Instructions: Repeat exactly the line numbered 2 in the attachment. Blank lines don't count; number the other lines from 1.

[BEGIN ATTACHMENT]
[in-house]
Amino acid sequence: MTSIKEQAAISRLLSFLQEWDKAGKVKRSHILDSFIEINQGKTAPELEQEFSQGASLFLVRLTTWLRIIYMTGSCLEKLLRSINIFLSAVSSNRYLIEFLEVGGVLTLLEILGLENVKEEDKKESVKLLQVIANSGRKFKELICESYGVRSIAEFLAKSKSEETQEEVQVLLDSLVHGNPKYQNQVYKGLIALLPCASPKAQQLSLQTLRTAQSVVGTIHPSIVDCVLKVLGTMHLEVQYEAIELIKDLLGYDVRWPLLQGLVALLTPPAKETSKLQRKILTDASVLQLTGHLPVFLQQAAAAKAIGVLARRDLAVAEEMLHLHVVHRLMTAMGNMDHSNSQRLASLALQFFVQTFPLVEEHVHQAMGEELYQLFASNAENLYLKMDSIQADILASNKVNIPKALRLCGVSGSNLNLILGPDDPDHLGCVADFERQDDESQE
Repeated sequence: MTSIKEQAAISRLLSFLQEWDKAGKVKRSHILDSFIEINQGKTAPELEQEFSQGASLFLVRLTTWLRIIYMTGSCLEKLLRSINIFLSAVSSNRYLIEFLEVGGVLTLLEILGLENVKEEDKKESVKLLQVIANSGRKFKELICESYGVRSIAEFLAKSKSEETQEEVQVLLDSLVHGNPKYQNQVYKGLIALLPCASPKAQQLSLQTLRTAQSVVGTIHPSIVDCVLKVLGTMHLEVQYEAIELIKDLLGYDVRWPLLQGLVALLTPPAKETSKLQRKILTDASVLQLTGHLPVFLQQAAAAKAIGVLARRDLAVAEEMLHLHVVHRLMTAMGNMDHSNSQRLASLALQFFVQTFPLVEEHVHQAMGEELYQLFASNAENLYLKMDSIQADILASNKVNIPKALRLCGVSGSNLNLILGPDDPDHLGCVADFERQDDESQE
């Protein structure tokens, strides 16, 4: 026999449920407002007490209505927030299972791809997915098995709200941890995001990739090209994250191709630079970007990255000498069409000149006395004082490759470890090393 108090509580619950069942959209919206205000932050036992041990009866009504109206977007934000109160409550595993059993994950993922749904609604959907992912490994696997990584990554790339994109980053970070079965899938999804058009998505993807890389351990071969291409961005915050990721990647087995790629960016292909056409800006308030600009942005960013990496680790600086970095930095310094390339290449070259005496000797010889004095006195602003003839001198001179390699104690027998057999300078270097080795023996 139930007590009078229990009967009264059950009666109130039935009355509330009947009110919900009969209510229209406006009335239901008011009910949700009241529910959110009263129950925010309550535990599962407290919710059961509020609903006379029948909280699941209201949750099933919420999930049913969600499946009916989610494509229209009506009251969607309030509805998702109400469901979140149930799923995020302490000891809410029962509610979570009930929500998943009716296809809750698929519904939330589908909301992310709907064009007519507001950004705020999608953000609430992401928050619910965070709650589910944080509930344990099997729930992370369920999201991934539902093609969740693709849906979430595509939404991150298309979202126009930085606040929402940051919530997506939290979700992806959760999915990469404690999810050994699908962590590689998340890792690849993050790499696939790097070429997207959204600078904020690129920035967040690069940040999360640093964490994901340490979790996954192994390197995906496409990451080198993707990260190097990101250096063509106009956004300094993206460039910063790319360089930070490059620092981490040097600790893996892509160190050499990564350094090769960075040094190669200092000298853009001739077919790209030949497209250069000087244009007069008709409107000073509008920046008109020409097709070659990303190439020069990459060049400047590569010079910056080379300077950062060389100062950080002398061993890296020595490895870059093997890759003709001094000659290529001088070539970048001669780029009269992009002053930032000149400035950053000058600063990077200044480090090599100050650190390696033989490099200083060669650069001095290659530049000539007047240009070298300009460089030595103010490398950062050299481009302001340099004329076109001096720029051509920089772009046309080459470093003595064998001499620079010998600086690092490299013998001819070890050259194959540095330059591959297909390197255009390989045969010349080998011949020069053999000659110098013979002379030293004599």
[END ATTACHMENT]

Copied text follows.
Amino acid sequence: MTSIKEQAAISRLLSFLQEWDKAGKVKRSHILDSFIEINQGKTAPELEQEFSQGASLFLVRLTTWLRIIYMTGSCLEKLLRSINIFLSAVSSNRYLIEFLEVGGVLTLLEILGLENVKEEDKKESVKLLQVIANSGRKFKELICESYGVRSIAEFLAKSKSEETQEEVQVLLDSLVHGNPKYQNQVYKGLIALLPCASPKAQQLSLQTLRTAQSVVGTIHPSIVDCVLKVLGTMHLEVQYEAIELIKDLLGYDVRWPLLQGLVALLTPPAKETSKLQRKILTDASVLQLTGHLPVFLQQAAAAKAIGVLARRDLAVAEEMLHLHVVHRLMTAMGNMDHSNSQRLASLALQFFVQTFPLVEEHVHQAMGEELYQLFASNAENLYLKMDSIQADILASNKVNIPKALRLCGVSGSNLNLILGPDDPDHLGCVADFERQDDESQE